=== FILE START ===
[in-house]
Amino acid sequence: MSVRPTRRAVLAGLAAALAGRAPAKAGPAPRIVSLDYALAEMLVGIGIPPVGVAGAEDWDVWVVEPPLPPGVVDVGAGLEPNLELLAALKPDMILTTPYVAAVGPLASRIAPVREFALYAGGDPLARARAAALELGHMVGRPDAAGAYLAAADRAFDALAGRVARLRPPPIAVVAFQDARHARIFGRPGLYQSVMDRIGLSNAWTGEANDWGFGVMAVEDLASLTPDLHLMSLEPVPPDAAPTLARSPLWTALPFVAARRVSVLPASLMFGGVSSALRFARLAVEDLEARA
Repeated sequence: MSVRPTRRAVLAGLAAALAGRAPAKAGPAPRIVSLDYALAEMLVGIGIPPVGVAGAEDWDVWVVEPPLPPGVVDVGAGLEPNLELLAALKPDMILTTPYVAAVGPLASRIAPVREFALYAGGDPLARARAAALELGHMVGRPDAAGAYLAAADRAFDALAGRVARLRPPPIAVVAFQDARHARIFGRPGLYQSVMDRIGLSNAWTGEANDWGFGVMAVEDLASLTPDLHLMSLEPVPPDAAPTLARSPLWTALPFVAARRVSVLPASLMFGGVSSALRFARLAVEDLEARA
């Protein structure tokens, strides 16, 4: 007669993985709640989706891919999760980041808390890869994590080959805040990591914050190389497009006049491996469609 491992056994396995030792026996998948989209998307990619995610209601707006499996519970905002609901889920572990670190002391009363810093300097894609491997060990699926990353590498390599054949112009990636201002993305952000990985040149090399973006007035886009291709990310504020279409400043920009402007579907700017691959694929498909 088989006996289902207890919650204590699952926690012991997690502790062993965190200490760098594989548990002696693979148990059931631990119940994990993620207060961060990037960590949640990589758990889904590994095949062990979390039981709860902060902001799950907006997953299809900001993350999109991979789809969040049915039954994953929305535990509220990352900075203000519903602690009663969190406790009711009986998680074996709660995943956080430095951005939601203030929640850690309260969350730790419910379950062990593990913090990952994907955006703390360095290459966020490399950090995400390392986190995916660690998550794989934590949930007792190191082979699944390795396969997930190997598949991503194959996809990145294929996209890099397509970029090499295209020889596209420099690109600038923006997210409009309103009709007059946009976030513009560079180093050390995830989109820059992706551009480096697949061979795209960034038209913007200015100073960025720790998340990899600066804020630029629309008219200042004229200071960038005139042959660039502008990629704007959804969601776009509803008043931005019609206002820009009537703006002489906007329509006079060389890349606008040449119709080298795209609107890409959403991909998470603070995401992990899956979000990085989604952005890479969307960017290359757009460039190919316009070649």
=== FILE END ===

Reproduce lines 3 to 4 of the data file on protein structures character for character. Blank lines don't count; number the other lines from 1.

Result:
Repeated sequence: MSVRPTRRAVLAGLAAALAGRAPAKAGPAPRIVSLDYALAEMLVGIGIPPVGVAGAEDWDVWVVEPPLPPGVVDVGAGLEPNLELLAALKPDMILTTPYVAAVGPLASRIAPVREFALYAGGDPLARARAAALELGHMVGRPDAAGAYLAAADRAFDALAGRVARLRPPPIAVVAFQDARHARIFGRPGLYQSVMDRIGLSNAWTGEANDWGFGVMAVEDLASLTPDLHLMSLEPVPPDAAPTLARSPLWTALPFVAARRVSVLPASLMFGGVSSALRFARLAVEDLEARA
């Protein structure tokens, strides 16, 4: 007669993985709640989706891919999760980041808390890869994590080959805040990591914050190389497009006049491996469609 491992056994396995030792026996998948989209998307990619995610209601707006499996519970905002609901889920572990670190002391009363810093300097894609491997060990699926990353590498390599054949112009990636201002993305952000990985040149090399973006007035886009291709990310504020279409400043920009402007579907700017691959694929498909 088989006996289902207890919650204590699952926690012991997690502790062993965190200490760098594989548990002696693979148990059931631990119940994990993620207060961060990037960590949640990589758990889904590994095949062990979390039981709860902060902001799950907006997953299809900001993350999109991979789809969040049915039954994953929305535990509220990352900075203000519903602690009663969190406790009711009986998680074996709660995943956080430095951005939601203030929640850690309260969350730790419910379950062990593990913090990952994907955006703390360095290459966020490399950090995400390392986190995916660690998550794989934590949930007792190191082979699944390795396969997930190997598949991503194959996809990145294929996209890099397509970029090499295209020889596209420099690109600038923006997210409009309103009709007059946009976030513009560079180093050390995830989109820059992706551009480096697949061979795209960034038209913007200015100073960025720790998340990899600066804020630029629309008219200042004229200071960038005139042959660039502008990629704007959804969601776009509803008043931005019609206002820009009537703006002489906007329509006079060389890349606008040449119709080298795209609107890409959403991909998470603070995401992990899956979000990085989604952005890479969307960017290359757009460039190919316009070649």